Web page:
5. 5. Safety and Health Manager •The most important member of the safety and health team •Position in the company’s hierarchy indicates company’s commitment and priorities job is complex and diverse Role: full-time or are in addition to other duties Line or staff authority
  6. 6. Difference between line and staff position Line authority - the safety and health manager has authority over and supervises certain employees [other safety and health personnel]. Staff authority - the safety and health manager is the staff person responsible for a certain function, but he or she has no line authority over others involved with that function.
  7. 7. Problems in attempting to implement programs • Lack of commitment: Safety and health professional should be prepared to confront a less than wholehearted commitment from top management in some companies. • Production versus safety: At times, a safety or health measure will be viewed by some as interfering with productivity.
  8. 8. Use competitiveness to gain commitment to safety and health • The way to gain company wide commitment to safety and health is to convey the message that a safe and healthy workplace is the best way to improve productivity, cost, quality, image, service, and response time. • [The way not to gain a company wide commitment to safety and health is to quote government regulations as a reason.]
  9. 9. College majors that can lead to a careers as a safety and health manager • Universities, colleges, and community colleges across the country have responded to the need for formal education for safety and health managers as well as other safety and health personnel. Associate degrees • Industrial safety • Occupational safety • Environmental technology • Safety and health management • Industrial hygiene Baccalaureate degrees • Industrial safety and health • Occupational safety management • Industrial hygiene
  10. 10. Helpful Agencies for Safety and Health Managers • • • • Certification Boards Professional Societies Scientific Standards and Testing Organizations Trade Associations
  11. 11. ENGINEERS and SAFETY ENGINEERS • can make a significant contribution to safety • correspondingly, they can cause, inadvertently or through incompetence, accidents that result in serious injury and property damage.
  12. 12. ENGINEERS and SAFETY ENGINEERS • opportunity for both good and bad comes during the design process
  13. 13. ENGINEERS INVOLVED IN DESIGN Aerospace Engineering Electrical Engineering Mechanical Engineering Industrial Engineering Nuclear Engineering
  14. 14. DESIGN PROCESS The design process is a plan of action for reaching a goal. The plan, sometimes labeled problem-solving strategy, is used by engineers, designers, drafters, scientists, technologists, and a multitude of professionals. -Professor William S. Chalk
  15. 15. DESIGN PROCESS PROBLEM IDENTIFICATION • This involves gathering information, considering constraints, reviewing specifications, and combining all of these into a clear and concise description of the problem SYNTHESIS • combine or synthesize systematic, scientific procedures with creative techniques to develop initial solutions to the problem identified in Step 1 ANALYSIS AND EVALUATION • All potential solutions developed in the previous step are subjected to scientific analysis and careful evaluation DOCUMENT AND COMMUNICATE • Engineering drawings, detailed calculations, and written specifications are prepared. It is common to revise the design at this point based on feedback from different reviewers PRODUCE AND DELIVER • Shop or detail drawings are developed, and the design is produced, usually as a prototype. The product is then produced and delivered.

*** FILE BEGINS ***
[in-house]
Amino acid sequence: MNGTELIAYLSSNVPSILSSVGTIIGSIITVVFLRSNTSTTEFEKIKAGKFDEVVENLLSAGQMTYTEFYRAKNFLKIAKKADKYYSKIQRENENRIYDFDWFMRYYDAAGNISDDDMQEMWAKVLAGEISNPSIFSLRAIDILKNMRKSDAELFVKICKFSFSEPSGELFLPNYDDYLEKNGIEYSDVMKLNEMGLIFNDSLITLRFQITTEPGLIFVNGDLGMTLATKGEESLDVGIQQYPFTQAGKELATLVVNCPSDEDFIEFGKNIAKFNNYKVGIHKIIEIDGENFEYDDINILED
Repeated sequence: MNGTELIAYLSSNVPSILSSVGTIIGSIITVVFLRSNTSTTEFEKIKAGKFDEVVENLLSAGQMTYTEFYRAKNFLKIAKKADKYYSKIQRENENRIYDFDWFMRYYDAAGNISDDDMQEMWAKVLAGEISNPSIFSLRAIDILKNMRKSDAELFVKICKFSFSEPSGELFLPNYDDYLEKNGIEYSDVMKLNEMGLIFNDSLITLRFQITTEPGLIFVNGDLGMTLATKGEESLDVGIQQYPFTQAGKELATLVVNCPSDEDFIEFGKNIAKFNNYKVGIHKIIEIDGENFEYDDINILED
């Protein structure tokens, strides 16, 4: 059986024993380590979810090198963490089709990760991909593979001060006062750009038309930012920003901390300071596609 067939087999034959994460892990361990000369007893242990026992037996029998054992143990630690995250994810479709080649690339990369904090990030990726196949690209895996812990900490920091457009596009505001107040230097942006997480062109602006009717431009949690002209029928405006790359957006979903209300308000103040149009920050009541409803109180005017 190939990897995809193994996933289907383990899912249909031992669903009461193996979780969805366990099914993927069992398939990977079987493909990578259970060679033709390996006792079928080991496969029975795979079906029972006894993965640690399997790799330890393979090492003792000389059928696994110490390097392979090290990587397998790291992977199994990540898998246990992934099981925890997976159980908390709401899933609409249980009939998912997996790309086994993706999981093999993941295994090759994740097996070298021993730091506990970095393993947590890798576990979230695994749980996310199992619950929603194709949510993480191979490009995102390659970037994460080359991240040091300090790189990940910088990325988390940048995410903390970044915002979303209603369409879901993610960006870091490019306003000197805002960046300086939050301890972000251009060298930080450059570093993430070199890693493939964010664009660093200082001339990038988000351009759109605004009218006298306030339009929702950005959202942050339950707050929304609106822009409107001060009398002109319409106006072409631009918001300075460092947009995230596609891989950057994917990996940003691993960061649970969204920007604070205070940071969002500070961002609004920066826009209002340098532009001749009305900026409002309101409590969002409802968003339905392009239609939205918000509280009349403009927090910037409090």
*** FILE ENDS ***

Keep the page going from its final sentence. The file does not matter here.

16. 16. Modern Safety and Health Teams Safety and Health Manager Safety Engineer Environmental Engineer Industrial Hygienist Health Physicist Occupational Health Nurse Occupational Physician
  17. 17. SAFETY ENGINEER • person responsible for the traditional aspects of the safety program, such as preventing mechanical injuries; falls, impact, and acceleration injuries; heat and temperature injuries; electrical accidents; fire-related accidents; and so on
  18. 18. SAFETY ENGINEER • • • • • • Persons with academic credentials in areas other than engineering degrees should be encouraged to seek such positions. These other educational disciplines include: industrial technology industrial engineering technology manufacturing technology engineering technology industrial management industrial safety technology
  19. 19. INDUSTRIAL ENGINEERS and SAFETY Industrial engineers are most likely to work as safety engineers. – knowledge of industrial systems can make them valuable members of a design team, particularly one that designs industrial systems and technologies. – helping design job and plant layouts for both efficiency and safety.
  20. 20. ENVIRONMENTAL ENGINEERS and SAFETY • Environmental engineering science is a relatively new field in which the application of scientific and engineering principles is used to protect and preserve human health and well being of the environment.
  21. 21. ENVIRONMENTAL ENGINEERS and SAFETY It embraces the broad field of the general environment including: Air &Water Quality Solid and Hazardous Wastes Environmental biology and chemistry Water Resources and Management Systems ecology Radiological Health Water & waste-water treatment
  22. 22. CHEMICAL ENGINEERS and SAFETY • Increasingly, industrial companies are seeking chemical engineers to fill the industrial hygiene role on the safety and health team. • Modern chemical engineers, who are also called process engineers, are concerned with all the physical and chemical changes of matter to produce a product economically or result that is useful to mankind.
  23. 23. CHEMICAL ENGINEERS and SAFETY • Such a broad background has made the chemical engineer extremely versatile and capable of working in a wide variety of industries: Chemical Petroleum Aerospace Nuclear Materials Microelectr onics Sanitation Food Processing Computer Technology
  24. 24. INDUSTRIAL HYGIENE “science and art devoted to the recognition, evaluation, and control of those environmental factors or stresses, arising in and from the workplace, which may cause sickness, impaired health and well-being, or significant discomfort and inefficiency among workers or among citizens of the community.” - American Industrial Hygiene Association (AIHA)